HENRIETTA, Mo. — Other Ray County inmates aren’t surprised there was an escape early Tuesday at the county jail.
“Only tin is stopping us from getting in the attic. But, I mean, I’m kind of surprised it happened the way it did,” inmate Earl Stackhouse told FOX4.
Wednesday was day 2 of a manhunt for an escaped inmate in Ray County, highlighting problems at the local jail and likely contributors.
Ray County Sheriff Scott Childers said an inmate stabbed a correctional officer using a shank made out of metal pulled from the jail’s crumbling walls.
The Ray County Sheriff’s Department released video of the attack, but the video above has been edited to remove the worst of the incident.
The jailhouse video shows a corrections officer unlocking a cell, and two inmates come out. A struggle ensues, and the inmates stab the officer at least 10 times. The inmates then walk away as the guard staggers behind them.
Childers said he caught one of those inmates the same night they escaped. Twenty-year-old Liam Olinger now faces several charges related to his attempted escape and the assault of the correctional officer.
Meanwhile, 39-year-old Justin Robinson is still on the run. He was originally charged for stabbing his pregnant girlfriend back in January, accused of doing so in front of four children.
On Wednesday, FOX4 toured the jail he escaped from, seeing the conditions Childers blames for the situation.
In the F-Pod of the Ray County Jail, sharp metal hangs off the ceiling. This is similar to what may have been used to shank the correctional officer. But Childers said there are a lot more issues than that.
During the tour, Childers struggled to unlock and lock every barred door with a giant key. He called the system woefully out of date.
“We have to use shackles to keep that one closed,” said Childers, pointing to handcuffs holding one door closed.
Childers blames the issues on outdated designs paired with poor construction.
“We have mold everywhere, and the mold you just can’t get rid of,” Childers said.
“When you have all this moisture, the metal corrodes everything,” he said.
“Right there’s a pretty good shank,” he said, peeling a piece of metal from the wall.
“I feel like I’m in a Mexican jail or something that I’ve seen on Discovery Channel,” Ray County inmate Michael McIntosh said.
Inmate Timothy Orr said the walls even move. Stackhouse said things fall off them, too.
“Honestly, it’s easy to make any kind of weapon in here. There’s so many — the ceiling, the walls, the bars. If you really wanted to, it’s insanely easy. Just metal everywhere,” Stackhouse said.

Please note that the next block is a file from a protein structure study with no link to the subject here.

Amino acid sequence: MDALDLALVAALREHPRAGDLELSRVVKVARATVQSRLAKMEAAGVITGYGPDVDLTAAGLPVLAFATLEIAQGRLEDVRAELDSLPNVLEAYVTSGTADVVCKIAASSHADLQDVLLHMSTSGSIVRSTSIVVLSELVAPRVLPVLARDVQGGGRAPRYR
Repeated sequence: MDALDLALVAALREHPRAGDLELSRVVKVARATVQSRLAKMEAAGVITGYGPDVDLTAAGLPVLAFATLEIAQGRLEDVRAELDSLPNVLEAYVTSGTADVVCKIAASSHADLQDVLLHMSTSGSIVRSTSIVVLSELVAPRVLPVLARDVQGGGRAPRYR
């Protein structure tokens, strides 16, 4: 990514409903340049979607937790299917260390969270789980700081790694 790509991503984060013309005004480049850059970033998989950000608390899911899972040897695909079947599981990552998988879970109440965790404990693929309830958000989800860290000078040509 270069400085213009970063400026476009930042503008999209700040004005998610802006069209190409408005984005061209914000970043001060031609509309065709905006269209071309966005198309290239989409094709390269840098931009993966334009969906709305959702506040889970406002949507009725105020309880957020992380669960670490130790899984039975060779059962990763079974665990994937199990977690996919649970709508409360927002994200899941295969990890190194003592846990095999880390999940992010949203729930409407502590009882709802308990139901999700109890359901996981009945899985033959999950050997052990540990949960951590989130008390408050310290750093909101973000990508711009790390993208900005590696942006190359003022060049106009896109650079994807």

During FOX4’s visit, a toilet overflowed in the isolation area, spilling all the way to the women’s wing.
“I kind of feel like I’m in a dog kennel here,” Ray County inmate Gabrielle Brown said.
“This is the worst jail I’ve ever been housed at. I’ve been housed in Clay County before, and it’s just night and day difference, you know what I mean?” Brown said.
Childers previously called on Ray County voters to pass a sales tax to fund a new facility.
“I think everybody in the county realizes we need a new jail. It’s just they don’t want to pay taxes. And I can understand, especially, even from two years ago to now — the economy, everything’s so much higher,” Childers said.
But after the sales tax vote failed, Ray County commissioners are now exploring new options, perhaps applying local recreational marijuana sales taxes to the jail if that ballot question passes. The last tax vote failed by 84%.
“It is not made for what is needed in this day and time. And one of the things that I’ve seen, talking with our residents and everything, is they’re looking for a change. They’re tired of things being the way they always have been,” Presiding Ray County Commissioner Billy Gaines said.
“It’s embarrassing. Also, it’s dangerous,” Childers said.
Especially with inmates not viewing an escape as a challenge.
“No, not really. The conditions of this jail are (expletive) up,” Orr said.
“We could leave here if we wanted to. You can see the condition of this. This is like a trailer,” McIntosh said.
Childers also said the attic of the jail is made of wood. So not only is it a fire risk with the lock issues, but if an inmate were to push through the metal ceiling, that’s yet another real possibility for escape.